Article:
It is found here, as Dickens writes, in another aspect of the most common of spaces, in the necessity of borders and property lines. Borders have been noted more than once on this site (here and here), but they seem to keep cropping up. For, more than keeping one as in a prison yard, it is as with the precious small green patch in front of the cottage, an understanding of outside threats and a guarding with vigilence. For, our space may be small, but when we find it small we should remember the wolves just beyond the clearing (or donkeys as the case may be).


What is this "it"? Although stated variously above let me restate it directly as the sense of space. It is the understanding of our place. It is the understanding of the breadth of our kingdom (heavenly or earthly). It is the guarding of the entrustment we have been given (talents anywhere from one to five).

What then, one may ask, are the tools necessary to evaluate our space aright? My answer would not be the employment of either a telescope or even a microscope. No, I am firmly with F.W. Boreham in proposing a stethescope. The specific stethescope that, rather then listening to the health of the heart's muscle, magnifies the heart's hope of life that will go on when that beating stops. This, I would propose is where the boundary of your space lies. Venture, grow, and guard accordingly.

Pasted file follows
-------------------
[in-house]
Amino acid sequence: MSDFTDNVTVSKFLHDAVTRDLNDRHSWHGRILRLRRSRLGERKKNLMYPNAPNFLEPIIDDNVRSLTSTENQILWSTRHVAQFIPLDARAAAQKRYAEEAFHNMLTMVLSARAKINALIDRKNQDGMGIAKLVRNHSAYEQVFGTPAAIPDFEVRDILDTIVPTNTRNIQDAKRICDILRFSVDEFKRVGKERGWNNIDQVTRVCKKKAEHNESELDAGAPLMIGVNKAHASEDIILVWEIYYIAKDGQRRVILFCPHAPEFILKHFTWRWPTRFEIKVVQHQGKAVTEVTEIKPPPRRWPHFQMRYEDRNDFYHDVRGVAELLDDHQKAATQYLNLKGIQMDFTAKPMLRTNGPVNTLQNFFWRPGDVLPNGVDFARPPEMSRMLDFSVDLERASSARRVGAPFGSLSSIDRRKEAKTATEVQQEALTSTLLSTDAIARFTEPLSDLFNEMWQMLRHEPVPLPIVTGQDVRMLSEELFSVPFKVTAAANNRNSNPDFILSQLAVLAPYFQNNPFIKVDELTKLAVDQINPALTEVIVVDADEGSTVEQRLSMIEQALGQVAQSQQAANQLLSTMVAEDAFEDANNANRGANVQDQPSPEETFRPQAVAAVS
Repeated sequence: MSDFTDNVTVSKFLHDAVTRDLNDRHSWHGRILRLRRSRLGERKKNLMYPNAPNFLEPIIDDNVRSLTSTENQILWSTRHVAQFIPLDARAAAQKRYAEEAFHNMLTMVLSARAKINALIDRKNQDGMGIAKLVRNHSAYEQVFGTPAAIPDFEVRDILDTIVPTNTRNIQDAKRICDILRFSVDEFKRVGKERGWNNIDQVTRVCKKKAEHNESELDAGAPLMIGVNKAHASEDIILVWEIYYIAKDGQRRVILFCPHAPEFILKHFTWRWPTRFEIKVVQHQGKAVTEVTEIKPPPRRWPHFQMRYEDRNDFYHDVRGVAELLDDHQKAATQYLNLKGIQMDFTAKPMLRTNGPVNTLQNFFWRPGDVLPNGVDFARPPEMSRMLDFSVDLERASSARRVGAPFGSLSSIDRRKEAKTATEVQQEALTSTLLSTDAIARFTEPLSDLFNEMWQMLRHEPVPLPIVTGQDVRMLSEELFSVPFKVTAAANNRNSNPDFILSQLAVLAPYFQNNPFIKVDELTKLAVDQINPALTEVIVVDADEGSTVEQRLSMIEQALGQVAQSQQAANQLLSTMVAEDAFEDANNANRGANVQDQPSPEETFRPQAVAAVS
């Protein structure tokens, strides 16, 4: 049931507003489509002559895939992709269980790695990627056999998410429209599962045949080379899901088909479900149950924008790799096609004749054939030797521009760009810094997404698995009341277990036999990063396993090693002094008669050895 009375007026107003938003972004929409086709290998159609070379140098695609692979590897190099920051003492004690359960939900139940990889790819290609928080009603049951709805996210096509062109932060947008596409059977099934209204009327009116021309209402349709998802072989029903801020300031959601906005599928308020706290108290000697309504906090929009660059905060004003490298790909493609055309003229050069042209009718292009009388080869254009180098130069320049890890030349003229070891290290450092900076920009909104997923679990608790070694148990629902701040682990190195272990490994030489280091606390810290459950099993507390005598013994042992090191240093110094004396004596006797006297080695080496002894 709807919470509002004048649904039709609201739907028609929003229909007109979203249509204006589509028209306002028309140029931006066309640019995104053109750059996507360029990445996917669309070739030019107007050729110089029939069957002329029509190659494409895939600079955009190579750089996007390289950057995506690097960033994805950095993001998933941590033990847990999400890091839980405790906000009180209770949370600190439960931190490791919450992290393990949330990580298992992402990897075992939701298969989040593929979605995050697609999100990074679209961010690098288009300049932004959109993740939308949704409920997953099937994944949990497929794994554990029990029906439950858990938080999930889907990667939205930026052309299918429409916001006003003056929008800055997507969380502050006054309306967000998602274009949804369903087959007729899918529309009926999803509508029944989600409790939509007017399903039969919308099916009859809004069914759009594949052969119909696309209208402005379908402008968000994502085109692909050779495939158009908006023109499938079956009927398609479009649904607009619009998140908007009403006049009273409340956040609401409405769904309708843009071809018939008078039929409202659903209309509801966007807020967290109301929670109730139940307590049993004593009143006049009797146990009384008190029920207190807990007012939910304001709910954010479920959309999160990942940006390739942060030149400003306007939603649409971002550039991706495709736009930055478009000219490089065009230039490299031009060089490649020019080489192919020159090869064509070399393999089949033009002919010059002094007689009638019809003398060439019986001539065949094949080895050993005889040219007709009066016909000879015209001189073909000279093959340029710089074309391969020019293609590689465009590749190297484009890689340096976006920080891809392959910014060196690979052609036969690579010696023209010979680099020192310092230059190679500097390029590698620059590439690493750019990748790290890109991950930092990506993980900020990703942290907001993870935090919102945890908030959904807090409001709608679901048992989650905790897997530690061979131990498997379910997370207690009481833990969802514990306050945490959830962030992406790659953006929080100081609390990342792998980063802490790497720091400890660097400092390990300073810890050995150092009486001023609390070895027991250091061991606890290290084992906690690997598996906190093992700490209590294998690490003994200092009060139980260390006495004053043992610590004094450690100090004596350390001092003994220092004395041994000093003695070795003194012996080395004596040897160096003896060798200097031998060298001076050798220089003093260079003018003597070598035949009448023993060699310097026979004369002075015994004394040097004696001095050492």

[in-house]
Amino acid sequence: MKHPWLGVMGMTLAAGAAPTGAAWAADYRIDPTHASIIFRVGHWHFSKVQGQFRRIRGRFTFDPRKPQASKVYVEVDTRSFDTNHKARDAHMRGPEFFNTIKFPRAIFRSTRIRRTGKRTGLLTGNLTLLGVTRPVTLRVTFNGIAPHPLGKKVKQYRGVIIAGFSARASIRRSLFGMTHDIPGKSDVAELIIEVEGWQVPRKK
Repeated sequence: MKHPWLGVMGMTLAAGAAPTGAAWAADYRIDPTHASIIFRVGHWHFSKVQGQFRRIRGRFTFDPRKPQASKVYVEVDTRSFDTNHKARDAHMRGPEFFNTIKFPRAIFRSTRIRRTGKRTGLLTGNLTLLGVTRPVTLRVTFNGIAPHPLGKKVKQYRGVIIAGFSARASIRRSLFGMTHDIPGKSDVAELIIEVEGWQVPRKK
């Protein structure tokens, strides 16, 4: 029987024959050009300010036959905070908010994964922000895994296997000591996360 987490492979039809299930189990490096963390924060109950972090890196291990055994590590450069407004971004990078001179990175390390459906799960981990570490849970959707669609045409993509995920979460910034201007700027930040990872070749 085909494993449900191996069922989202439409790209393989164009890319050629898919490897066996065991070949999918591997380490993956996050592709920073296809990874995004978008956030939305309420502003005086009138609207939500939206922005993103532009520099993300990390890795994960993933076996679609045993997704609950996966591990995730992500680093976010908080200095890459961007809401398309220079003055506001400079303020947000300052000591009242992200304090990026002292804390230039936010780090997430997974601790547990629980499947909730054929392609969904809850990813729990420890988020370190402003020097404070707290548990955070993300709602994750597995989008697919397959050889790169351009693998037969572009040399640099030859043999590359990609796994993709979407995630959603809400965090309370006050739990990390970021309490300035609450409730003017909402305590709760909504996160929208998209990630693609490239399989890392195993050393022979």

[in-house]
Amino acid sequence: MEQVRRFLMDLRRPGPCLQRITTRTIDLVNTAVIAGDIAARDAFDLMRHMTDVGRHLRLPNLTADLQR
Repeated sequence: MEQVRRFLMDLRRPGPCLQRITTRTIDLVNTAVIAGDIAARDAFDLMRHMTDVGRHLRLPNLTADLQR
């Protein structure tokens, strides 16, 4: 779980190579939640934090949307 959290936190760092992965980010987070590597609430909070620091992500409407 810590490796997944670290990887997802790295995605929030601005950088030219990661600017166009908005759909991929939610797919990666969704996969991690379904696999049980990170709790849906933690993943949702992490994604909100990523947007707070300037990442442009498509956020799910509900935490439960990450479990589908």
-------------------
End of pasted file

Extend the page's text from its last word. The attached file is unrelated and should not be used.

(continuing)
Phillip Tippin
In a grocery store and a lecture hall
Roeland Park, KS


Boat Race

     "Pleasures of the river: the long lines of punts idling foreshortened up the Cherwell, with their Carpaccio boatmen at the stern, and the slanting forest of their punt poles against the trees; . . . fishing in the dusk off the gravel bottom at Binsey, when the evening bream are biting, and the midges are whirring in the shrubbery behind; drifting through the mists on the morning after the ball, crumpled pink nylon and champagne bottles in the well of the boat; above all the long easy stroke of a racing eight, with the panting of its crew and the creaking of its sliding seats . . ."